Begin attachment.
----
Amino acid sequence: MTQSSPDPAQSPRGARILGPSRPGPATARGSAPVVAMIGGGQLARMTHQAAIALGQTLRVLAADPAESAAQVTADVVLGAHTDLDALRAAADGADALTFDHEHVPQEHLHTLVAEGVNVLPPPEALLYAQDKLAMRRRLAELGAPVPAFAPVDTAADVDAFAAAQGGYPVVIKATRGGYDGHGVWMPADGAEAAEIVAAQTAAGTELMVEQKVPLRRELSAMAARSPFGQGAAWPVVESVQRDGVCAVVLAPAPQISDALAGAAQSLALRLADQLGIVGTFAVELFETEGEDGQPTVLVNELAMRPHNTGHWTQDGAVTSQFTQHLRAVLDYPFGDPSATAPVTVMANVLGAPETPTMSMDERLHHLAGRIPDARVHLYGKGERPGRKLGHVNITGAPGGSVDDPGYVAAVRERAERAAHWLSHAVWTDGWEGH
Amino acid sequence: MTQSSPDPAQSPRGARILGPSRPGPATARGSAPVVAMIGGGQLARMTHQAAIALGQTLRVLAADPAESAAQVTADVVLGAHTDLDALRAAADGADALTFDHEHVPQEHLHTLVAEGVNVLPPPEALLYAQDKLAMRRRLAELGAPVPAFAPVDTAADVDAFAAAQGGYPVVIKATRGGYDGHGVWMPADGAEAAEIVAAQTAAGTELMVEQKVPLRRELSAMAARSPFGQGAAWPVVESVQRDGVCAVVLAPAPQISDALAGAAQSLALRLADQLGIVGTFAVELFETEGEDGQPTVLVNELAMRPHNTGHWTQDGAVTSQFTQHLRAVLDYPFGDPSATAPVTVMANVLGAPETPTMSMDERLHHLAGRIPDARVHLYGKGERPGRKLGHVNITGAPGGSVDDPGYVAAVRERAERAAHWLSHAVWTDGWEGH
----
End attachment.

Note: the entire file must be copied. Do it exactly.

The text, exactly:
Amino acid sequence: MTQSSPDPAQSPRGARILGPSRPGPATARGSAPVVAMIGGGQLARMTHQAAIALGQTLRVLAADPAESAAQVTADVVLGAHTDLDALRAAADGADALTFDHEHVPQEHLHTLVAEGVNVLPPPEALLYAQDKLAMRRRLAELGAPVPAFAPVDTAADVDAFAAAQGGYPVVIKATRGGYDGHGVWMPADGAEAAEIVAAQTAAGTELMVEQKVPLRRELSAMAARSPFGQGAAWPVVESVQRDGVCAVVLAPAPQISDALAGAAQSLALRLADQLGIVGTFAVELFETEGEDGQPTVLVNELAMRPHNTGHWTQDGAVTSQFTQHLRAVLDYPFGDPSATAPVTVMANVLGAPETPTMSMDERLHHLAGRIPDARVHLYGKGERPGRKLGHVNITGAPGGSVDDPGYVAAVRERAERAAHWLSHAVWTDGWEGH
Amino acid sequence: MTQSSPDPAQSPRGARILGPSRPGPATARGSAPVVAMIGGGQLARMTHQAAIALGQTLRVLAADPAESAAQVTADVVLGAHTDLDALRAAADGADALTFDHEHVPQEHLHTLVAEGVNVLPPPEALLYAQDKLAMRRRLAELGAPVPAFAPVDTAADVDAFAAAQGGYPVVIKATRGGYDGHGVWMPADGAEAAEIVAAQTAAGTELMVEQKVPLRRELSAMAARSPFGQGAAWPVVESVQRDGVCAVVLAPAPQISDALAGAAQSLALRLADQLGIVGTFAVELFETEGEDGQPTVLVNELAMRPHNTGHWTQDGAVTSQFTQHLRAVLDYPFGDPSATAPVTVMANVLGAPETPTMSMDERLHHLAGRIPDARVHLYGKGERPGRKLGHVNITGAPGGSVDDPGYVAAVRERAERAAHWLSHAVWTDGWEGH